Boeing, on the other hand, is making all efforts to rebuild trust in the safety of Max and get it to fly at the earliest. Having formed a new board panel, by recommending changes to the structure of Boeing, and by designing practices after the two crashes, Boeing's directors are edging their focus on safety. In a statement released this week, the board's new Aerospace Safety Committee will oversee the development and manufacturing of Boeing aircraft, the company said in a recent statement this week. The group is being led by Retired Admiral Edmund Giambastiani, a former vice-chairman of the U.S. Joint Chiefs of Staff.

The "new midmarket airplane", also being referred to as NMA or the 797 by some analysts, is also facing a delay due to Max grounding as the engineers and the program manager for the NMA have been shifted to the 737 program. Boeing restated that no decisions on the midrange plane would be made until the Max is back in the skies.

Delay in the new midrange jetliner

The grounding of Boeing's Max 737 world over is also pushing the decision further for the manufacturer about building a midrange jetliner. The "new midmarket airplane", also being referred to as NMA or the 797 by some analysts, is also facing a delay due to Max grounding as the engineers and the program manager for the NMA have been shifted to the 737 program. Boeing restated that no decisions on the midrange plane would be made until the Max is back in the skies.

Singh stated that he understands Boeing's decision to focus on the Max but his airline needs to know within a year if the plan-maker will be mobbing further with the NMA, adding that SpiceJet would consider a competing midrange jetliner if Boeing decides to build one.

"We need for them to make a decision quickly, because clearly there is a market for that aircraft, and that space will be taken up by Airbus unless Boeing announces something soon," said Singh.

Meanwhile SpiceJet's cargo division, SpiceXpress took delivery of its first 737-800 Boeing Converted Freighter (BCF) earlier this week. This comes as the airline expands its air cargo operation to better serve one of the world's most populated regions and offer new route options.

It is not just SpiceJet that is NMA's potential buyer pushing Boeing to take a decision, there is also Delta Air Lines Inc. among others.

So the delay in certification of Boeing's 737 Max, there is a lot that the manufacturer has on stake.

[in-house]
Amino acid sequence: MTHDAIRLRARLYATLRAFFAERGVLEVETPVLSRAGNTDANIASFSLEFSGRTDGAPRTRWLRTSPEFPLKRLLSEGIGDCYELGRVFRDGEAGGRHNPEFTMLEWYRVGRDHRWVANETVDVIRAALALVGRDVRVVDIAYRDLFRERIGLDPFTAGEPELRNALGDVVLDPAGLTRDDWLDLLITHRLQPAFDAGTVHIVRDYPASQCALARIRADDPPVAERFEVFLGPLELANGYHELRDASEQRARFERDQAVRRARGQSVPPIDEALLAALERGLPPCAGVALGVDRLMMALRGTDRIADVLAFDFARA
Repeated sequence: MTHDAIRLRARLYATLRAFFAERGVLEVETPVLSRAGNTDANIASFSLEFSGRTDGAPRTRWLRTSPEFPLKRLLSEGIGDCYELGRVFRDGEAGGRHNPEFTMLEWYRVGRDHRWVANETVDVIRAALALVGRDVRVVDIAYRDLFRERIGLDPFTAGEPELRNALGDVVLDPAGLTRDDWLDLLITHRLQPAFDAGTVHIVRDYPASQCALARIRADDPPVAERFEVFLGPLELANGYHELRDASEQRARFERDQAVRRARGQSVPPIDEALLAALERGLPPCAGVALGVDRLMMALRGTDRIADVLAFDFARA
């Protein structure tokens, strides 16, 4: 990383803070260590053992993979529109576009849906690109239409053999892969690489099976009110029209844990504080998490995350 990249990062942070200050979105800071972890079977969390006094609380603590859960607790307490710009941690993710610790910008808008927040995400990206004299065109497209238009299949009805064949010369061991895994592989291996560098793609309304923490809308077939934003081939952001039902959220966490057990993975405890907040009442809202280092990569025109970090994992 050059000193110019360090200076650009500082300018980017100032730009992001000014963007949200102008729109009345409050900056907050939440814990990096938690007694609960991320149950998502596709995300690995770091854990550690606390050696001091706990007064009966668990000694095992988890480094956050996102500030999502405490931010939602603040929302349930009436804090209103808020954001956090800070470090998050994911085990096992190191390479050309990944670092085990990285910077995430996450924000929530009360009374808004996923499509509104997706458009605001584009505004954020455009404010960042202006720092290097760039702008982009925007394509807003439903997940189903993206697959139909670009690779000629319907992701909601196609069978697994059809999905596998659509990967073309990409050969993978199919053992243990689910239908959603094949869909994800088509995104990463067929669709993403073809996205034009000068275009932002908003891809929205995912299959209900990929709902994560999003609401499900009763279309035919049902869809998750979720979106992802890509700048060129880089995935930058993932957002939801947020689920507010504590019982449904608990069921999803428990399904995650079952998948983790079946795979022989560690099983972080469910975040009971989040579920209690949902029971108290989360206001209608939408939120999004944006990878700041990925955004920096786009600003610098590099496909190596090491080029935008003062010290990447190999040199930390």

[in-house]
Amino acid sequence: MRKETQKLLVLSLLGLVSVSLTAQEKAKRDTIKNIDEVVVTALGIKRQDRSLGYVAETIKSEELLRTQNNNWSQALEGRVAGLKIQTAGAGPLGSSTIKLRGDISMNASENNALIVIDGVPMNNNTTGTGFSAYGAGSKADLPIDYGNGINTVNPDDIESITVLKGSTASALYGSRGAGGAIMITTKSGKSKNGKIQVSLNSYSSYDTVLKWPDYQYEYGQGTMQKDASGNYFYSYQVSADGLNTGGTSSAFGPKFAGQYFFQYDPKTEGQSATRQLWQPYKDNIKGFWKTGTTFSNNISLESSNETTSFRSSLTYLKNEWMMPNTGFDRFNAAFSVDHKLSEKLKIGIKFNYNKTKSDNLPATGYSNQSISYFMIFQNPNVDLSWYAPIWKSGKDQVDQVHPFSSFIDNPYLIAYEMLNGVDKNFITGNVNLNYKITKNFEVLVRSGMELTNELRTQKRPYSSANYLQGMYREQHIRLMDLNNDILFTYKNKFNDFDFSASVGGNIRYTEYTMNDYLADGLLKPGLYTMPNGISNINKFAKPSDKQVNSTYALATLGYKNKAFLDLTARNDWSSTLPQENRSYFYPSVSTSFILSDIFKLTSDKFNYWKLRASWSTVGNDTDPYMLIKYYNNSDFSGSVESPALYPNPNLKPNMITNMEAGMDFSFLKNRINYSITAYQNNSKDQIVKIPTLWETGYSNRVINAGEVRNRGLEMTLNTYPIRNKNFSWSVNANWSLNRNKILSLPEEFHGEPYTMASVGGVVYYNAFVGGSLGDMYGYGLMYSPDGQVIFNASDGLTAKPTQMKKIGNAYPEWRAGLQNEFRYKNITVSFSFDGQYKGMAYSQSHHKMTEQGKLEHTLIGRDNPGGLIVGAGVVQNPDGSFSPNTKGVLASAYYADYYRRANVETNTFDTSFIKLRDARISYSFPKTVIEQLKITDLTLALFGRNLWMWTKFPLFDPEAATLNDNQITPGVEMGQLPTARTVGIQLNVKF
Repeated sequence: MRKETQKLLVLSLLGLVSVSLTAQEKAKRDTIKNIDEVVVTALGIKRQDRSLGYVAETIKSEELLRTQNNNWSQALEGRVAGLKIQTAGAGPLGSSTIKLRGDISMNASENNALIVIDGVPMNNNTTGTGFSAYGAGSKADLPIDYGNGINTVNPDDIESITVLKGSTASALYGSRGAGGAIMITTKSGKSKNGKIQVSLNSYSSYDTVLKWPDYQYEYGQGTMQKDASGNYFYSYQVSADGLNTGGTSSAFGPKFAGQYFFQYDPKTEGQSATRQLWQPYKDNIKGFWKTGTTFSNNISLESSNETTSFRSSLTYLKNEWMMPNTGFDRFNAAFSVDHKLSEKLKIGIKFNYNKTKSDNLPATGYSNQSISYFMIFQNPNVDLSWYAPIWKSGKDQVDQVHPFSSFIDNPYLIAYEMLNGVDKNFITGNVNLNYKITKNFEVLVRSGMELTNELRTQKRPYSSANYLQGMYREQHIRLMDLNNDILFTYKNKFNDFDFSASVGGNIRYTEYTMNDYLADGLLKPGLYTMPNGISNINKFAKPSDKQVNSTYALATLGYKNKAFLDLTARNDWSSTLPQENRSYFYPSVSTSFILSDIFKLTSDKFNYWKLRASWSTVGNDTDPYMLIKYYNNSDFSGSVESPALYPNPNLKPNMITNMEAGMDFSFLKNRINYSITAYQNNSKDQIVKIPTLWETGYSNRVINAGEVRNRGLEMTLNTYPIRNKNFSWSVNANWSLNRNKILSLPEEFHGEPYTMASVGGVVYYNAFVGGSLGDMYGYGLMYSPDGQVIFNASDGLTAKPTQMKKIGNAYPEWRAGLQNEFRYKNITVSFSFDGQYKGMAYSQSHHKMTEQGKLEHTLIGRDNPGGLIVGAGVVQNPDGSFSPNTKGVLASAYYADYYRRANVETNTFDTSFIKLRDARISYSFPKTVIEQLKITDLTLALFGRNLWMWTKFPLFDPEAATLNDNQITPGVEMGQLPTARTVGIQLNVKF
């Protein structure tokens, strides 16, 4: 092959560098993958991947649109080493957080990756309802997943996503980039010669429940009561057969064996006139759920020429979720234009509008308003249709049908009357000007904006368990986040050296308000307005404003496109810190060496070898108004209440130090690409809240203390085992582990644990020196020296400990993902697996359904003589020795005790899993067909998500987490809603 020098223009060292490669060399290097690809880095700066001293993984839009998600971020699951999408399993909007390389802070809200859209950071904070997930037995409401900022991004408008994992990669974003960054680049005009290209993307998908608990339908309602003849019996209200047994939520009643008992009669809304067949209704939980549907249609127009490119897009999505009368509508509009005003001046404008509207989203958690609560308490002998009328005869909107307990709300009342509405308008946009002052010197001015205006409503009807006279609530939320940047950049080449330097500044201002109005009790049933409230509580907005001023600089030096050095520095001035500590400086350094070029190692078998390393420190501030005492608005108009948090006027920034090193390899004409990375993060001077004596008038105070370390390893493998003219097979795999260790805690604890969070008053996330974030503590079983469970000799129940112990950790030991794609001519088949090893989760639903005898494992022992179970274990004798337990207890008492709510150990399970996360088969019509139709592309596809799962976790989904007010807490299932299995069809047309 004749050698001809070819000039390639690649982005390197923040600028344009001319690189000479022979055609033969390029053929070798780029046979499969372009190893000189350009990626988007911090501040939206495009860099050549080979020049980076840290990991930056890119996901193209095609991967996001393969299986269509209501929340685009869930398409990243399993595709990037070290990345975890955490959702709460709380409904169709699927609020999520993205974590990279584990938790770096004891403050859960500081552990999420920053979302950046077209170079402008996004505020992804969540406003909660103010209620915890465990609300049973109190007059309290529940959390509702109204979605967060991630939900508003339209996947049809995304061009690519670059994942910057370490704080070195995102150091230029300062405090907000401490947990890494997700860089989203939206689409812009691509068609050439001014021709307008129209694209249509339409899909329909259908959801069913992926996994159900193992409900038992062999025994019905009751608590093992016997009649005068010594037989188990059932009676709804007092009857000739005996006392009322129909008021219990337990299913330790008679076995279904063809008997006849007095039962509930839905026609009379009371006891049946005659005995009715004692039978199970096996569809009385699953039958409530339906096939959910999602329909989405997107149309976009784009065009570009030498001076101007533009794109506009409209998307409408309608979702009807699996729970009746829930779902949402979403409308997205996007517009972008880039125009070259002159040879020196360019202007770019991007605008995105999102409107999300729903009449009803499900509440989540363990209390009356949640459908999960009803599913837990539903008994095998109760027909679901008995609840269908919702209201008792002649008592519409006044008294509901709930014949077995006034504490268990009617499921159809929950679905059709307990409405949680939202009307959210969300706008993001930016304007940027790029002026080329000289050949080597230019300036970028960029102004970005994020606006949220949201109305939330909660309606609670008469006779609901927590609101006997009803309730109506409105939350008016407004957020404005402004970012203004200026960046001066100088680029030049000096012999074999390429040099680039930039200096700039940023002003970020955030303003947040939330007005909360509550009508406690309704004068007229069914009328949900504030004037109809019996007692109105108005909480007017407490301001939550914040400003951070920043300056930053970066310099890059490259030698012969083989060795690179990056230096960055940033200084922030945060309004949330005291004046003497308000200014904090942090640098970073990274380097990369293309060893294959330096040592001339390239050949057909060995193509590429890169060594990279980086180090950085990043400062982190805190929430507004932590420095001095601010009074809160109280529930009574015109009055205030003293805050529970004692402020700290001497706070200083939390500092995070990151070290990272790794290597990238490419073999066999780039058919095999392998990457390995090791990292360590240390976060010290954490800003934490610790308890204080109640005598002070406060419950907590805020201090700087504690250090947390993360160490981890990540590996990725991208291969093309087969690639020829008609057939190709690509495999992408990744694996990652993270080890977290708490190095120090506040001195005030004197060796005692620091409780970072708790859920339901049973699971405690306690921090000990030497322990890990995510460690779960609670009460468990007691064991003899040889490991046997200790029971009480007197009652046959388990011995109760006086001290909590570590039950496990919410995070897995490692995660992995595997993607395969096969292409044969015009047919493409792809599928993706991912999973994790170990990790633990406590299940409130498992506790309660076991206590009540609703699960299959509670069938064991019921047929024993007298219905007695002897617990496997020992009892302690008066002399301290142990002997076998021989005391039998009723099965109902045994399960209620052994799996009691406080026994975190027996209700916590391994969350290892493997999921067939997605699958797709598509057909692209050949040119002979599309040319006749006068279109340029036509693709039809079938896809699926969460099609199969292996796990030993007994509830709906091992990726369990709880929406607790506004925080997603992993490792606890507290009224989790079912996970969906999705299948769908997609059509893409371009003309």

SpiceJet's cargo division grows with a BFC

But all is not down the drain too for the company. Meanwhile SpiceJet's cargo division, SpiceXpress took delivery of its first 737-800 Boeing Converted Freighter (BCF) earlier this week. This comes as the airline expands its air cargo operation to better serve one of the world's most populated regions and offer new route options.

"We are expanding the markets we currently serve, particularly in the Middle East, Hong Kong, and Bangladesh and the 737-800BCF's reliability and versatility are helping enable our strategic direction," said Singh.

The standard-body freighter, which is the first 737-800BCF to be operated in South Asia is on lease from NGF Alpha Limited, a division of Spectre Cargo Solutions stated the press release.

The 737-800BCF's certification was validated by India's Directorate General of Civil Aviation (DGCA), hence clearing the way for the freighter to serve a rapidly growing region and busy international trade hub.

"SpiceJet has made bold moves to strengthen its position in one of the most dynamic and fast-growing aviation markets," said IhssaneMounir, senior vice president Commercial Sales, and Marketing for The Boeing Company. "We are excited that SpiceJet has chosen to expand its SpiceXpress operation with the 737-800BCF. This converted freighter gives operators just the right size, operating economics and capabilities to succeed in busy domestic and regional routes."

The 737-800BCF had entered service last year and the program has ramped up production with output set to more than double to 17 units in 2019 to meet customer demand.

Compared to the older standard-body freighters, the 737-800BCF offers operators lower operating cost per payload ton and is built on the popular and reliable Next-Generation 737 passenger airplane. Carrying up to 52,800 pounds of payload, the 737-800 BCF opens new markets to operators with its long-range capability and high reliability. Presently, it is currently operating on four continents (Africa, Asia, Europe, and North America).